E. Kührt

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The ROSETTA Mission, the Planetary Cornerstone Mission in the European Space Agency's long-term programme Horizon 2000, will rendezvous in 2014 with comet 67P/Churyumov-Gerasimenko close to its aphelion and will study the physical and chemical properties of the nucleus, the evolution of the coma during the comet's approach to the Sun, and the development of(More)
Although water vapour is the main species observed in the coma of comet 67P/Churyumov-Gerasimenko and water is the major constituent of cometary nuclei, limited evidence for exposed water-ice regions on the surface of the nucleus has been found so far. The absence of large regions of exposed water ice seems a common finding on the surfaces of many of the(More)
Observations of cometary nuclei have revealed a very limited amount of surface water ice, which is insufficient to explain the observed water outgassing. This was clearly demonstrated on comet 9P/Tempel 1, where the dust jets (driven by volatiles) were only partially correlated with the exposed ice regions. The observations of 67P/Churyumov-Gerasimenko have(More)
Images obtained by the Optical, Spectroscopic, and Infrared Remote Imaging System (OSIRIS) cameras onboard the Rosetta spacecraft reveal that asteroid 21 Lutetia has a complex geology and one of the highest asteroid densities measured so far, 3.4 ± 0.3 grams per cubic centimeter. The north pole region is covered by a thick layer of regolith, which is seen(More)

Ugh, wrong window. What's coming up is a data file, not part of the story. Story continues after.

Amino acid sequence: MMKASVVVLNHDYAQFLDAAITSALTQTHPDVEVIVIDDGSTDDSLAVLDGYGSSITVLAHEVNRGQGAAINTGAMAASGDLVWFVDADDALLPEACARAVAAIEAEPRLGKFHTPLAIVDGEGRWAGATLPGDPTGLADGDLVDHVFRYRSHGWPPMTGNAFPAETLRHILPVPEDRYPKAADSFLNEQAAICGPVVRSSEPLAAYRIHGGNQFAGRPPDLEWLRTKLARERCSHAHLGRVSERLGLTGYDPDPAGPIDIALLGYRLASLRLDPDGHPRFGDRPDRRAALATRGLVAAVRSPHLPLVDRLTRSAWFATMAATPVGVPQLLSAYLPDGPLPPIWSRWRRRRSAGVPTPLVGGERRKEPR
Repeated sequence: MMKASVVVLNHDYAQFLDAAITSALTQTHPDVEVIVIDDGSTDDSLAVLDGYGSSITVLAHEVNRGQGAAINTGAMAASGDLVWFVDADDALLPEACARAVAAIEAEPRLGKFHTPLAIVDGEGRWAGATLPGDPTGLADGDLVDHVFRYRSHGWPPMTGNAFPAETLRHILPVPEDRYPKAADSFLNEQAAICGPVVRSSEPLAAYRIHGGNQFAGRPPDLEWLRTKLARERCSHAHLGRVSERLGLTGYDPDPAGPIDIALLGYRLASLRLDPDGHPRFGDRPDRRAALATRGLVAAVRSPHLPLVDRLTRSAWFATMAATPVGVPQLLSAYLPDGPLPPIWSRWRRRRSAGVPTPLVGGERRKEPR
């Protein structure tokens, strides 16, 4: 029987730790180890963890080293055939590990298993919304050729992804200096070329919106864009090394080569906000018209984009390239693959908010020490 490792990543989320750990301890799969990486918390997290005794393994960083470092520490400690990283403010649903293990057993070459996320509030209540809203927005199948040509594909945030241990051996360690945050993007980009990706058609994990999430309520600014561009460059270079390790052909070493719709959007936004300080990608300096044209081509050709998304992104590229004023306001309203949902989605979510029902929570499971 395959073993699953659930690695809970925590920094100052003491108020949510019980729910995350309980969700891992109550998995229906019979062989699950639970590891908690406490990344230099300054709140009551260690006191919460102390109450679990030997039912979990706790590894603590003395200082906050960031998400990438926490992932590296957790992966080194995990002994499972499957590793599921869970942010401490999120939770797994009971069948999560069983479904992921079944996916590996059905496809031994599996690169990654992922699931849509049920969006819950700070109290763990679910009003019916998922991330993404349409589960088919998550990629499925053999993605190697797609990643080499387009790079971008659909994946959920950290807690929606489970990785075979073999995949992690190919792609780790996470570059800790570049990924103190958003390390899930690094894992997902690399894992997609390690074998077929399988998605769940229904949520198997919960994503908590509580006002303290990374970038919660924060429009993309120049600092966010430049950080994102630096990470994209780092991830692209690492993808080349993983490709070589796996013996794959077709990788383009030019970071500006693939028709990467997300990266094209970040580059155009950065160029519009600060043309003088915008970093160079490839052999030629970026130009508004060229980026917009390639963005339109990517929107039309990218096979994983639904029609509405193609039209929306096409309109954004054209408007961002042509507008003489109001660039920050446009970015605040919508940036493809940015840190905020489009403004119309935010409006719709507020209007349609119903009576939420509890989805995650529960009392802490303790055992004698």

Comets contain the best-preserved material from the beginning of our planetary system. Their nuclei and comae composition reveal clues about physical and chemical conditions during the early solar system when comets formed. ROSINA (Rosetta Orbiter Spectrometer for Ion and Neutral Analysis) onboard the Rosetta spacecraft has measured the coma composition of(More)
The European Space Agency's Rosetta mission encountered the main-belt asteroid (2867) Steins while on its way to rendezvous with comet 67P/Churyumov-Gerasimenko. Images taken with the OSIRIS (optical, spectroscopic, and infrared remote( )imaging system) cameras on board Rosetta show that Steins is an oblate body with an effective spherical diameter of 5.3(More)
Pits have been observed on many cometary nuclei mapped by spacecraft. It has been argued that cometary pits are a signature of endogenic activity, rather than impact craters such as those on planetary and asteroid surfaces. Impact experiments and models cannot reproduce the shapes of most of the observed cometary pits, and the predicted collision rates(More)
The Visible, InfraRed, and Thermal Imaging Spectrometer (VIRTIS) on Rosetta obtained hyperspectral images, spectral reflectance maps, and temperature maps of the asteroid 21 Lutetia. No absorption features, of either silicates or hydrated minerals, have been detected across the observed area in the spectral range from 0.4 to 3.5 micrometers. The surface(More)
Images from the OSIRIS scientific imaging system onboard Rosetta show that the nucleus of 67P/Churyumov-Gerasimenko consists of two lobes connected by a short neck. The nucleus has a bulk density less than half that of water. Activity at a distance from the Sun of >3 astronomical units is predominantly from the neck, where jets have been seen consistently.(More)